Introduction: High flow nasal cannula is an emerging treatment option in Paediatric Intensive Care Units for paediatric patients in acute respiratory distress. Yet there is a paucity of literature describing its clinical application in various presenting pathophysiologies.
Aim: To describe three cases with differing underlying pathophysiologies and their response to high flow nasal cannula oxygen therapy.
Method: Patients admitted to the Paediatric Intensive Care Unit with bronchiolitis, asthma and cardiomyopathy, and treated with high flow nasal cannula therapy were searched in the Paediatric Intensive Care database. The most representative cases were chosen to review.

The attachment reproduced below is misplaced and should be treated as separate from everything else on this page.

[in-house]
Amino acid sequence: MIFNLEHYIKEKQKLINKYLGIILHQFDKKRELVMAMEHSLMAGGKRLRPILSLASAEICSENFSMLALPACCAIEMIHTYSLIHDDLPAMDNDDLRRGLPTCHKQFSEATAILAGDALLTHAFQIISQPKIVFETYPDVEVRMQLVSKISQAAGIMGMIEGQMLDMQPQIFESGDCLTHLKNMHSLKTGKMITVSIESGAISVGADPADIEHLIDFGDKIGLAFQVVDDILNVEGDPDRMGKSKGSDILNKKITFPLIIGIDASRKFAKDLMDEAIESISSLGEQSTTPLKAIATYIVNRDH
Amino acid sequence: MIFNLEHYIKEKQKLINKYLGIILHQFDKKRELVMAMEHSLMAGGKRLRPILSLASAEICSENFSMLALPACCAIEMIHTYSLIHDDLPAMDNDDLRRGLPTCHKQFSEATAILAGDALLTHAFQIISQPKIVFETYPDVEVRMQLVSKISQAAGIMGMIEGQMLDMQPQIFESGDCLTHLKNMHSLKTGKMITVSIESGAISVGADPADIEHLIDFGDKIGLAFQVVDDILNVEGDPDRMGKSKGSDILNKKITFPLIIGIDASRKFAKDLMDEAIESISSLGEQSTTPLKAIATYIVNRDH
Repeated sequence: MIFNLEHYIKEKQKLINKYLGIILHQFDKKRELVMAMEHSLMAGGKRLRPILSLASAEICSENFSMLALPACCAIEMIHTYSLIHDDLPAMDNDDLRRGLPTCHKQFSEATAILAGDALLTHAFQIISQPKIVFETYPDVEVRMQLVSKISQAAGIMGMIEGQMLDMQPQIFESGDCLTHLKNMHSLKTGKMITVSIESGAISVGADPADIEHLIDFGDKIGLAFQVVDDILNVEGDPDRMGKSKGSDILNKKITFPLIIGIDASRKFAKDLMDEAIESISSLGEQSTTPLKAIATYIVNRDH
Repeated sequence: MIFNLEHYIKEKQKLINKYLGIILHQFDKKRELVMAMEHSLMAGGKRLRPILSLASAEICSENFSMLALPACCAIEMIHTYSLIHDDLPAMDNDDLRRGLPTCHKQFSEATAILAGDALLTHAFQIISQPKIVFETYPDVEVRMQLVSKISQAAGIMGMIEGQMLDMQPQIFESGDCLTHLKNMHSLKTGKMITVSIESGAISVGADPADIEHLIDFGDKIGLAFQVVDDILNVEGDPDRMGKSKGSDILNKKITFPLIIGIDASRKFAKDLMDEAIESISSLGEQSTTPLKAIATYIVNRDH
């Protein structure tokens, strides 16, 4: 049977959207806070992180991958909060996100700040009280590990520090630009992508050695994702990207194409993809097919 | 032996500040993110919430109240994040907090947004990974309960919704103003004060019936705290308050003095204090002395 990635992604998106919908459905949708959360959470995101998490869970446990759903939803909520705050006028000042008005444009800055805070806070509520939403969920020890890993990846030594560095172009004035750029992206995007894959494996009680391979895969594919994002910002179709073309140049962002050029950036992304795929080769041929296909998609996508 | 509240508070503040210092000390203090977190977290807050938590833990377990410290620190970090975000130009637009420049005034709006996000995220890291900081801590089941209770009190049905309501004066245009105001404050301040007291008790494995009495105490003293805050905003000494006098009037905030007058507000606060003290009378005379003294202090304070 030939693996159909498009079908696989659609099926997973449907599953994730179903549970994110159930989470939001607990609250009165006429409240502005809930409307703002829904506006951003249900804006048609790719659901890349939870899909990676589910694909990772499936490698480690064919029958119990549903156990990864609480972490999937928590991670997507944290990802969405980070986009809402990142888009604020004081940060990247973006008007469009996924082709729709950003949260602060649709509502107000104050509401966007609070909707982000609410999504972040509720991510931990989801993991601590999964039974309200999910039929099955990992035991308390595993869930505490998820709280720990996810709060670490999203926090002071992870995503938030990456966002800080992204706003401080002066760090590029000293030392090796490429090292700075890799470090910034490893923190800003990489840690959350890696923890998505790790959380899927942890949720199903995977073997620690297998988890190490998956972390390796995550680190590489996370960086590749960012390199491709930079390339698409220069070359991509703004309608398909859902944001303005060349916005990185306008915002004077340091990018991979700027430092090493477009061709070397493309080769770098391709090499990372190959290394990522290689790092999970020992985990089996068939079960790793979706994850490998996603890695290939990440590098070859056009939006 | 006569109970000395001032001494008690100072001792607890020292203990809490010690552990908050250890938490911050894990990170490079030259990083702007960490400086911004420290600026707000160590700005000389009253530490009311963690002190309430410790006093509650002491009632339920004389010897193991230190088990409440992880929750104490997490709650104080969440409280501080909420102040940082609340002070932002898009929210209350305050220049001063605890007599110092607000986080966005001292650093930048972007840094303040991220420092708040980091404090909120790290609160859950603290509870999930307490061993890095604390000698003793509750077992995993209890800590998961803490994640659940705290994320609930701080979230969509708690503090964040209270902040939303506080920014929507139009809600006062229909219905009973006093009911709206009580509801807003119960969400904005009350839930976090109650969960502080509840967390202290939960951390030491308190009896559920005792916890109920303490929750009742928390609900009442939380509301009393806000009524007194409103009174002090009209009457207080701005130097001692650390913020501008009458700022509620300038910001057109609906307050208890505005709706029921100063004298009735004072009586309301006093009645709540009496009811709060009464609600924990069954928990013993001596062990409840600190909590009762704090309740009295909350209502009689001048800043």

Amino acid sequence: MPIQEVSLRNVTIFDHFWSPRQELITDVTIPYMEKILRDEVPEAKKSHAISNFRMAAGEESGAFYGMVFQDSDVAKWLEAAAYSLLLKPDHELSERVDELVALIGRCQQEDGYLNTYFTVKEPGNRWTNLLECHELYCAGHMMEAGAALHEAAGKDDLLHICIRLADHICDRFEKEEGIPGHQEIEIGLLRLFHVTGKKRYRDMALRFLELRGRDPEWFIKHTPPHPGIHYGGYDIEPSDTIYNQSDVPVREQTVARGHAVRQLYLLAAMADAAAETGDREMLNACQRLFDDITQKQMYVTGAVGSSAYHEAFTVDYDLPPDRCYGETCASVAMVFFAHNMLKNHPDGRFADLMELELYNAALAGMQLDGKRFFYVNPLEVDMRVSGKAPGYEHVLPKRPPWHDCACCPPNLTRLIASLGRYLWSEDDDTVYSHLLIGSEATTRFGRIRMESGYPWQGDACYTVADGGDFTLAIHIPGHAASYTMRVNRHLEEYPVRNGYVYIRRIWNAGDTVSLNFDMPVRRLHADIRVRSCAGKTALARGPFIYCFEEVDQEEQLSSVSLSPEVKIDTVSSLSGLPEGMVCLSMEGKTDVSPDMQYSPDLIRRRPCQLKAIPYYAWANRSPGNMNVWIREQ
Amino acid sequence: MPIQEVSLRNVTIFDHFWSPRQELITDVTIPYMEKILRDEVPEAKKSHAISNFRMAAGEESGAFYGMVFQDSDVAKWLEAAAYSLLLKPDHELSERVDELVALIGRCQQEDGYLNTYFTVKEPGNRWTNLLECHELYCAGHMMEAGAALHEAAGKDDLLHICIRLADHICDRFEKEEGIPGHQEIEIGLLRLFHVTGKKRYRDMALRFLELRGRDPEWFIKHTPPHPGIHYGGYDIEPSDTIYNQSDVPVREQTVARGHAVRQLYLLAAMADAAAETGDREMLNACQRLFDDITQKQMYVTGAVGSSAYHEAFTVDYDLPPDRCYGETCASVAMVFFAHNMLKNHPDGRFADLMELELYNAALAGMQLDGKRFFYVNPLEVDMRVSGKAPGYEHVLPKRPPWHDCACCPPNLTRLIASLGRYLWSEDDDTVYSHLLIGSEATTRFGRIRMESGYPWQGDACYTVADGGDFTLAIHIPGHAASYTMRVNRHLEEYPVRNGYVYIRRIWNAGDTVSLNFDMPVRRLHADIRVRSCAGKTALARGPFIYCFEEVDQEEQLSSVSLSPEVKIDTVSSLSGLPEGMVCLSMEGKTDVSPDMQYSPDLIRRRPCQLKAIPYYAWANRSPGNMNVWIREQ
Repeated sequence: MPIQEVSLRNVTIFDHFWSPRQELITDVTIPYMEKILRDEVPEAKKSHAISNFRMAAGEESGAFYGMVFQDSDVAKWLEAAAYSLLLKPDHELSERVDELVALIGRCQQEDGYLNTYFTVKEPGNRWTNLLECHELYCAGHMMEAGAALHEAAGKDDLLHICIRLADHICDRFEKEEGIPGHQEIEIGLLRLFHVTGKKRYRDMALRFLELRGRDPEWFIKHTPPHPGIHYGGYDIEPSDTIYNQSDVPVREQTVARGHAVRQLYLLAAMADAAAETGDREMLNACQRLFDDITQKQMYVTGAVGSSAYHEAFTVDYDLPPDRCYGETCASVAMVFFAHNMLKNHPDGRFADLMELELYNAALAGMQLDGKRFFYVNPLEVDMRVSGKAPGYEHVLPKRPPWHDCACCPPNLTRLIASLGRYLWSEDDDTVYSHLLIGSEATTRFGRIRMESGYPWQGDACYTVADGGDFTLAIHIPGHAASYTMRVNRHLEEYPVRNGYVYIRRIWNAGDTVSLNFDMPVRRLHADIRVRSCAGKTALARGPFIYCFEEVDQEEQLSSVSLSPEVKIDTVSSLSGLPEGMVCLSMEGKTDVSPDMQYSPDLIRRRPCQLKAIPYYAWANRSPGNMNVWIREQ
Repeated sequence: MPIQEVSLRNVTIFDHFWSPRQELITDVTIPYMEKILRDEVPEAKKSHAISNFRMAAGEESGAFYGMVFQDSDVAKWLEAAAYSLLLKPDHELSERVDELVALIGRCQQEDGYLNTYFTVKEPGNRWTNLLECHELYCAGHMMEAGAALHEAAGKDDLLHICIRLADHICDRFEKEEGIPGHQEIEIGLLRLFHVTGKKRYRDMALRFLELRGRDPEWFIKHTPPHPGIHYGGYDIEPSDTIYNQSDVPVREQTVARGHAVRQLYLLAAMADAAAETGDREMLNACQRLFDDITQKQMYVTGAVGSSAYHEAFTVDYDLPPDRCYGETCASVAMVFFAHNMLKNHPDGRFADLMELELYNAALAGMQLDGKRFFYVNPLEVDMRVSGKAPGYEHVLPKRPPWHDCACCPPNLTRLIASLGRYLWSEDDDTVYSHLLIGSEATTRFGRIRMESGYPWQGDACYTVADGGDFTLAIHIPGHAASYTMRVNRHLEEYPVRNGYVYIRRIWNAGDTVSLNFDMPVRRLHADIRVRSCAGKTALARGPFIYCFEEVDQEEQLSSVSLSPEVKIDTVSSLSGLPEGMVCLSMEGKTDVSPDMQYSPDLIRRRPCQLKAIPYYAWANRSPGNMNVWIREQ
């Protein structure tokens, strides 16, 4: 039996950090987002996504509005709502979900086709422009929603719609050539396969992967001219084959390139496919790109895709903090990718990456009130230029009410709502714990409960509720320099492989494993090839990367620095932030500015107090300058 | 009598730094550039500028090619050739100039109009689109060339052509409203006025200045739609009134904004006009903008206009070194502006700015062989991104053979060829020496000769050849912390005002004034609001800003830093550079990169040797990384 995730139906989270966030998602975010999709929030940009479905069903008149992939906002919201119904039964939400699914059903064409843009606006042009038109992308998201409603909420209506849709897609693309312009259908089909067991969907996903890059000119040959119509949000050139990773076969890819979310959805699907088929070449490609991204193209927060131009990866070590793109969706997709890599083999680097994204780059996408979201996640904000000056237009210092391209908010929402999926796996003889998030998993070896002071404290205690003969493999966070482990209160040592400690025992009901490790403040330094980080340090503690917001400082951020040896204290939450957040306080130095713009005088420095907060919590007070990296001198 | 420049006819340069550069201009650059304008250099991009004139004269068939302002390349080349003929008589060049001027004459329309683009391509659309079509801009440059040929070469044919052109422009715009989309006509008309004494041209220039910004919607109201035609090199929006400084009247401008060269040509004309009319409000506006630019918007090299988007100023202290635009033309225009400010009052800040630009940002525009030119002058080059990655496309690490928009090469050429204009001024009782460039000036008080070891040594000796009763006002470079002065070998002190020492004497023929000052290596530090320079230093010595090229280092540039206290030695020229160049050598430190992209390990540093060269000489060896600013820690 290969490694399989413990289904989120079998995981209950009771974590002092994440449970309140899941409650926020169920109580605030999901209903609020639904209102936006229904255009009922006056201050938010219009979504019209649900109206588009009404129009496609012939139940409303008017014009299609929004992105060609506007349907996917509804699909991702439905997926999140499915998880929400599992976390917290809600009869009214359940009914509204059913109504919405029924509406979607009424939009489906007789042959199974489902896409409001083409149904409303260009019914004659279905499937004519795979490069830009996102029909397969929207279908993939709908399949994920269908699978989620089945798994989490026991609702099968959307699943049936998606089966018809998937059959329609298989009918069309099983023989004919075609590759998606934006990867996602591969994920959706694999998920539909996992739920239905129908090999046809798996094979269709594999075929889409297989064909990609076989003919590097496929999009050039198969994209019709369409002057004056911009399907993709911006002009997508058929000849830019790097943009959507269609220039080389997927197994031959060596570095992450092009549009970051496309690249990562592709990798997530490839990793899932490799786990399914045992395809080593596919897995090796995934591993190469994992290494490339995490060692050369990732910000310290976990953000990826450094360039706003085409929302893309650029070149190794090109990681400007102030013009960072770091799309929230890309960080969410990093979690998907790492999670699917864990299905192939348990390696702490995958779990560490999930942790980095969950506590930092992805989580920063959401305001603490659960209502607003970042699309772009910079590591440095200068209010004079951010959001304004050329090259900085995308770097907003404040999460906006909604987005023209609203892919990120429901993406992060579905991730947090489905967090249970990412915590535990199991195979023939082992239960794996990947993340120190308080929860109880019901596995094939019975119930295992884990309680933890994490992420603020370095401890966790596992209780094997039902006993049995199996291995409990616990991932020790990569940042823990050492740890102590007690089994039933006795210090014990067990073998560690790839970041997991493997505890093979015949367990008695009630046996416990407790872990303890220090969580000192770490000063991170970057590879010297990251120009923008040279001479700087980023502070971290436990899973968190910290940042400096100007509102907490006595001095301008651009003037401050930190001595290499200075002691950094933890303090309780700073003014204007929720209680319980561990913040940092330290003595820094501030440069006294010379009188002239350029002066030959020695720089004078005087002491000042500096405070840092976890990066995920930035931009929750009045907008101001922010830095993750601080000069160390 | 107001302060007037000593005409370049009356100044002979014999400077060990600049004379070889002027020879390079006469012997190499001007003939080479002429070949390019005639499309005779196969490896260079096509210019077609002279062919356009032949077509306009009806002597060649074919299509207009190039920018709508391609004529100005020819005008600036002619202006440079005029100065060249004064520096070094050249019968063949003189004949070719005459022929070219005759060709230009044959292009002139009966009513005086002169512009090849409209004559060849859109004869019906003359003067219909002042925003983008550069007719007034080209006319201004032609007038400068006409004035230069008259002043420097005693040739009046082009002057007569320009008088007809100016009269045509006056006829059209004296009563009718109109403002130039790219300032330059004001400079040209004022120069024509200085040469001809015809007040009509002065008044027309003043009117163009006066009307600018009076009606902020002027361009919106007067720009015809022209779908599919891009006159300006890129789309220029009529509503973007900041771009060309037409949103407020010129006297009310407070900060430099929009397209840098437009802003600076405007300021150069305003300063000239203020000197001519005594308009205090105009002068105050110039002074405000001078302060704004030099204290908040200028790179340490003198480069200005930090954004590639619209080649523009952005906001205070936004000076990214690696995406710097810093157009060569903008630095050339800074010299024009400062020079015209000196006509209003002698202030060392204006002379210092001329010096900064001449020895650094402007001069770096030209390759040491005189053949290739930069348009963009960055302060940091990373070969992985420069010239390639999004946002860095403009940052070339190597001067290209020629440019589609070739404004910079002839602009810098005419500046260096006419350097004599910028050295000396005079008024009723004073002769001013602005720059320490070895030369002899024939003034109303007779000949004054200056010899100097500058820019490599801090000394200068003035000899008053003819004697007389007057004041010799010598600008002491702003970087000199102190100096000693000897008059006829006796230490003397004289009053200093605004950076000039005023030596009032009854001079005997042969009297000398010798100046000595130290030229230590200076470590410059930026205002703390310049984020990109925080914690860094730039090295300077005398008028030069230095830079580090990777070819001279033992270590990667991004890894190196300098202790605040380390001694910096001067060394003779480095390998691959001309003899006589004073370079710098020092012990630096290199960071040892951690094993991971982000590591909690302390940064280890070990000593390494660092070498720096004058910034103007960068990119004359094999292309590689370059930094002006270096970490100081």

Results: One infant and two children were reviewed. All were commenced on high flow nasal cannula therapy in the Paediatric Intensive Care Unit and all demonstrated an improvement in their work of breathing. There was also a substantial improvement in their haemodynamic status. No patient required escalation to other forms of respiratory therapy.
Conclusion: High flow nasal cannula therapy is a viable treatment option for a range of patients presenting to the Paediatric Intensive Care Unit with acute respiratory distress. More invasive methods of respiratory support may be avoided by the use of high flow nasal cannula therapy.
Keywords: Asthma; Bronchiolitis; Cardiomyopathy; Children; High flow nasal cannula; Infants.
Copyright © 2013 Australian College of Critical Care Nurses Ltd. Published by Elsevier Ltd. All rights reserved.